November 19, 2020
Let Your Images Shine Before You Print 5 Reasons Why Luminar Will Take Your Photo Projects To The Next Level
National Wildlife Day is celebrated on September 4 as a moment to appreciate the wilderness, along with the freedom and joy that come with it. Arguably, National Wildlife Day has never been more important as the pressure we are putting on our ecosystem has never been more relevant than it is today.
Acknowledging the day means that everyone can take the time to honor nature and help to protect local species. It could be as simple as participating in a community beach cleanup or picking up trash at your local park. There are also other ways you can celebrate. For example, you could donate to your favorite wildlife charity or take a moment to breathe in some fresh forest air on a woody hike.
Another great way is to go out and take a few snaps of wildlife in your local area. Capturing wildlife is tricky as you have to make sure you’re quiet and don’t scare off your subject. This means having to photograph them from afar with a high-quality lens or getting clever with ways to camouflage yourself.
Learning about animal behavior and studying the animals you want to capture is also important. Where do the animals appear, live or forage for food? Knowing this can help you pick the best spot to find them.
Choosing the right lens also makes all the difference. Often wildlife photographers will use wide-angle lenses to capture large open spaces. This kind of lens is perfect for taking in the view on a hike or for taking a photo of wildlife without disturbing them.
Another option is using wildlife to practice capturing movement with the burst function on your camera. Whether it's birds in flight, a deer meeting eyes with you, or even some trees billowing in the wind, nature provides endless opportunities for capturing movement.
There are some amazing wildlife photographers out there to follow for inspiration for your own shots. To celebrate National Wildlife Day, we’ve rounded up a few of our favorite wildlife photographers on Instagram for you to check out. We recommend following different wildlife photographers to gain tips on how to capture photos of wildlife and to get inspired for your own photographs.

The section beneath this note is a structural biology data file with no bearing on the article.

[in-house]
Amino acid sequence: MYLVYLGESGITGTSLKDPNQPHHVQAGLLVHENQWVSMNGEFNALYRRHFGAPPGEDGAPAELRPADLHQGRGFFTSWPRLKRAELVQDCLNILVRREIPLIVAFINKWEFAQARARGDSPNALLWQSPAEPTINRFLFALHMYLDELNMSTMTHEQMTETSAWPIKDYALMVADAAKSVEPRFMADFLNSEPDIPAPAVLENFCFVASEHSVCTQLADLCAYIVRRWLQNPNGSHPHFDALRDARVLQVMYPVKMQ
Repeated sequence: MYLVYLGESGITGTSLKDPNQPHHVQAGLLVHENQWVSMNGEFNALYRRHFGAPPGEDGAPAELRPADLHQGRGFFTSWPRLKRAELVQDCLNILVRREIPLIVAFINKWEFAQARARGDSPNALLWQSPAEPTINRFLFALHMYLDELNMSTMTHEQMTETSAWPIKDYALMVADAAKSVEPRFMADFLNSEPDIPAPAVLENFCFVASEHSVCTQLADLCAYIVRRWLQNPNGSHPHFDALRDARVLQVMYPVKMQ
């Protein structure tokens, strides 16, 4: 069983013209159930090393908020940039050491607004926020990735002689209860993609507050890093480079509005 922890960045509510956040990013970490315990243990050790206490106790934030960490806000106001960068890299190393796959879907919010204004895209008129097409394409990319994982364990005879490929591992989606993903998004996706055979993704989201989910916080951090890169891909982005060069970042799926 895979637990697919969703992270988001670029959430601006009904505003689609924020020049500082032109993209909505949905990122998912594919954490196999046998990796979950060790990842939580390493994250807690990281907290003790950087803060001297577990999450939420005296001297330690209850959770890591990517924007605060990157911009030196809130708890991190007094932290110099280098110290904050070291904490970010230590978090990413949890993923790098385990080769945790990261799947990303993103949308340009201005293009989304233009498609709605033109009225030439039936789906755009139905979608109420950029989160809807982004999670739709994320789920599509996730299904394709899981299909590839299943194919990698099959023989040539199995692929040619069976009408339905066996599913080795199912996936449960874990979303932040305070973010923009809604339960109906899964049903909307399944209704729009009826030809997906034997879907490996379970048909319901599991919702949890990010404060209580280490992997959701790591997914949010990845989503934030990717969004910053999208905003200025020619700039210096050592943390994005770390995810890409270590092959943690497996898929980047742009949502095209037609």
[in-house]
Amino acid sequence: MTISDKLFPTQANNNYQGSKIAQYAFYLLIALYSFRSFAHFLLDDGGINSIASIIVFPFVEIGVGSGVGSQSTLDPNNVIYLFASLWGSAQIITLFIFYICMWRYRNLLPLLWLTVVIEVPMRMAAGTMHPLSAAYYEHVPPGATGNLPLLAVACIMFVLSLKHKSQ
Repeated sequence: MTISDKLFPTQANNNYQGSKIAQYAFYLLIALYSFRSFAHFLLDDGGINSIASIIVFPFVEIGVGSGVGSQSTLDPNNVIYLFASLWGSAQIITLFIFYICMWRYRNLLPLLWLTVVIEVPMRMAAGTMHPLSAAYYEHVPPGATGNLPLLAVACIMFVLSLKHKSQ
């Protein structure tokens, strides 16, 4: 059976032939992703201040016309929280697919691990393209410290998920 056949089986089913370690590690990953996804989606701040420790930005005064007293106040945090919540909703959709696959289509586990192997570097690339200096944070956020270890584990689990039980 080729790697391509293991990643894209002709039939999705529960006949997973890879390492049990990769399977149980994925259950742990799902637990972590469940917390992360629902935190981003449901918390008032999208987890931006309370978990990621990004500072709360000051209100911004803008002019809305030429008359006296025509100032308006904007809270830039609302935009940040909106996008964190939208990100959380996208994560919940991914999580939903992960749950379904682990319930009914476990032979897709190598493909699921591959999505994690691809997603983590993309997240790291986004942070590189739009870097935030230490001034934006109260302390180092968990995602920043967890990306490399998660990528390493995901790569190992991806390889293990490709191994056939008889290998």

Jasper Doest, @jasperdoest, is a Dutch photographer who is fascinated by how humans and nature interact. With a blend of city-based and more natural shots, Jasper’s photography is at times heart-warming and at others, shocking. Many of his shots look at the intersection of humans and animals and perhaps bring into focus how we should do better as stewards of the environment.
Paul Nicklen is a marine biologist, and this really comes through in his photographs which are often featured in magazines like National Geographic. His photos, posted via @paulnicklen, perfectly capture both the beauty and the plight which faces our planet. His Instagram is the perfect place to go if you want to be awe-inspired at pictures of Orcas, penguins, or polar bears.
Not quite a photographer, but Coral City Camera is the best place to go if you want to see what goes on in a coral reef. @coralcitycamera is an underwater camera streaming live from an urban coral reef in Miami. The breadth of wildlife that lives so close to a major urban city is astounding. You can see everything from sharks, to manatees, to rays and pufferfish on the camera, all surrounded by a huge array of colorful fish and coral.
Known for her bird photography, Melissa Groo is amazing at capturing the movement of birds in flight as well as a vast array of other wildlife. She describes herself as a conservation photographer and her photos not only show the beauty of wildlife but also their worth. Follow @melissagroo to not only be inspired to take photos of animals but also to protect our world.
Brian Skerry, @brianskerry, is another amazing photographer for anyone who loves the ocean. A contributing photographer to National Geographic, he regularly shoots underwater. Whether you want to learn about the story of seals or whales, there is nowhere better to go for knowledge and inspiration.
Gary Allen’s first introduction into the joys of wildlife photography was a Ruby Throated Hummingbird who visited the plants in his backyard.
He found that it was such a joyful moment for him, to be able to take its picture, and from that point on he was hooked. Since then, he’s spent many days out with his camera studying and exploring, taking pictures of wildlife not only in his backyard but that which lives all around him. Follow Gary, @patsfan.104, for your daily dose of bird and nature photography.